Another Wall Street Journal referral: Playing Catch-Up, the GOP Is All Atwitter About the Internet Christropher Rhoads' article provides an interesting description of how social networking is playing a stronger role in Politics. The 2008 US Presidential election is evidence of the transformational power in these tools and their users. Many credit President Obama’s fund raising success to his understanding of how to work with the Facebook Generation and modern collaboration technologies. (See Amy Schatz' article "BO, U R So Gr8 -- How a young tech entrepreneur translated Barack Obama into the idiom of Facebook.") Chris Hughes, one of Facebook's four founders, left Facebook to work on the Obama campaign. Digital outreach worked. In July of 2008, the Nielsen tracking company reported that the Obama campaign website had 2.3 million unique visitors during the month, compared to McCain's 563,000. But how people come to understand the tools and opportunities is where my interest lies. The following quote from today's WSJ article is what triggered my need to post:
"I do not Twitter," replied Mr. Duncan, who explained that he doesn't like to be distracted by Twitter while talking to people. Many like to use the tool during conferences or other events. "But we have the capability here in the building -- a lot of the guys here do it."
  • How does Twitter distract people while they are talking? Users choose whether or not to turn on automatic notification for either their computer or their phone.
  • Many like to use the tool during conferences... I do too. Lets people outside the conference know what's going on, but (as referred to in the article) conference organizers need to set ground rules about whether the content of the conference is confidential or not - are quotes allowed? How about general summaries? Individual thoughts stemming from the discussion? Explicit discussion around the interaction between the technology and the participants is needed in most settings now. (See my similar point around using laptops in face-to-face meetings.)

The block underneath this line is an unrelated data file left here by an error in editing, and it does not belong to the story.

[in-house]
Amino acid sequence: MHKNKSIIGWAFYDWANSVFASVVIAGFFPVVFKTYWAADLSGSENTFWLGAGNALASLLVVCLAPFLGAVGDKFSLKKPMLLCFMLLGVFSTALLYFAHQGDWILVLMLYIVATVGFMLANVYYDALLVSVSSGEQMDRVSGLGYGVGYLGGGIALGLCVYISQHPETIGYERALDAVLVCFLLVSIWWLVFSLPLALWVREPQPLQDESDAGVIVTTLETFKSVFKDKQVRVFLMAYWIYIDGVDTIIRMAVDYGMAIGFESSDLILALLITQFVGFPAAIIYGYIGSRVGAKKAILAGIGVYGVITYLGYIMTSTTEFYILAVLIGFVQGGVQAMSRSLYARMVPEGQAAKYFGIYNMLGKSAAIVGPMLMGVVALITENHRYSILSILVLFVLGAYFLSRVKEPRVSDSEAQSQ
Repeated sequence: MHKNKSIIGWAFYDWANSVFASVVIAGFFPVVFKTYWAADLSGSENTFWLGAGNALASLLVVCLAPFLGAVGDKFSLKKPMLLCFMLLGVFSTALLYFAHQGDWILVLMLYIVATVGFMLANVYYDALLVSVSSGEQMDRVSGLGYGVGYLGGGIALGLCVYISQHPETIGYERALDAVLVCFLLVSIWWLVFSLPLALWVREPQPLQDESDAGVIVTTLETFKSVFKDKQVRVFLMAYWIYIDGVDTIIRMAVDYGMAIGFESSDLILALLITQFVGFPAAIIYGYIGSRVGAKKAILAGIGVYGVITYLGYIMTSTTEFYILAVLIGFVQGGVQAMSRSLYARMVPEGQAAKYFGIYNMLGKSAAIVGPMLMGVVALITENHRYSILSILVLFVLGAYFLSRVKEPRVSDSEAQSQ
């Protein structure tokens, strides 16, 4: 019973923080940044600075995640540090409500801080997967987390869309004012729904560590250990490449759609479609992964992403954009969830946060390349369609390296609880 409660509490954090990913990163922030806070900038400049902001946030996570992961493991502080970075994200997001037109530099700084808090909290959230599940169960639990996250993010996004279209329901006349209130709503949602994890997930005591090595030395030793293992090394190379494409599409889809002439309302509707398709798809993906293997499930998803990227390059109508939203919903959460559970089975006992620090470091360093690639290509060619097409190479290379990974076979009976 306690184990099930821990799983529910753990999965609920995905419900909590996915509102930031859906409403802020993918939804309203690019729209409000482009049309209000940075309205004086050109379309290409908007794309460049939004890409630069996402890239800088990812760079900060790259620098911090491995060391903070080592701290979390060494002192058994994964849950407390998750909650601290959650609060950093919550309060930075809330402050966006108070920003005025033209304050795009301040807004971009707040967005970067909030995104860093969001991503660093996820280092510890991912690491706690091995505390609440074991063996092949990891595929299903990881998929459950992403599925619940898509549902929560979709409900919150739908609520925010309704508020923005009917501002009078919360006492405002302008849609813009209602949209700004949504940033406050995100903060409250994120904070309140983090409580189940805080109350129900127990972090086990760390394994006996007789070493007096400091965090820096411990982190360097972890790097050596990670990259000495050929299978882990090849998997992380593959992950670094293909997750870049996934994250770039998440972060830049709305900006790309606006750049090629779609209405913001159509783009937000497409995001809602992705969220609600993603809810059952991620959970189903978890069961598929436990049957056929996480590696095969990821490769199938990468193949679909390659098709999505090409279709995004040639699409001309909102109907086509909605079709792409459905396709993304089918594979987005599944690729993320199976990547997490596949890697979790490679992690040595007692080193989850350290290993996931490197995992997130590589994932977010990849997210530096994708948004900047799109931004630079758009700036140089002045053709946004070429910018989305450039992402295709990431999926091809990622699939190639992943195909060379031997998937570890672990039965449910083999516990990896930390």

• We have the capability... Anyone with a cell phone or an Internet connection has the capability. This statement implies that Mr. Duncan doesn't fully understand the technology. These are complex times. For organizations to effectively make decisions around the use of technology the basic features need to be clearly understood, and reevaluated over time. I'm working with two MSIS students here at Santa Clara University on a paper with a draft title "Faculty as Accidental Systems Designers." We all have to make complicated decisions everyday about the best way to do our jobs. In education it is a constant challenge to know the options, understand the students' perspective, and make educationally sound choices.
The rest of the world is no different, though politics may be even more complex given the breadth of the issues and span of the stakeholders -- but really, is this any more complex than Robert's Rules of Order? How can we describe this new required form of social and technical literacy? How can we make sure that these issues are part of on-going training in schools and organizations?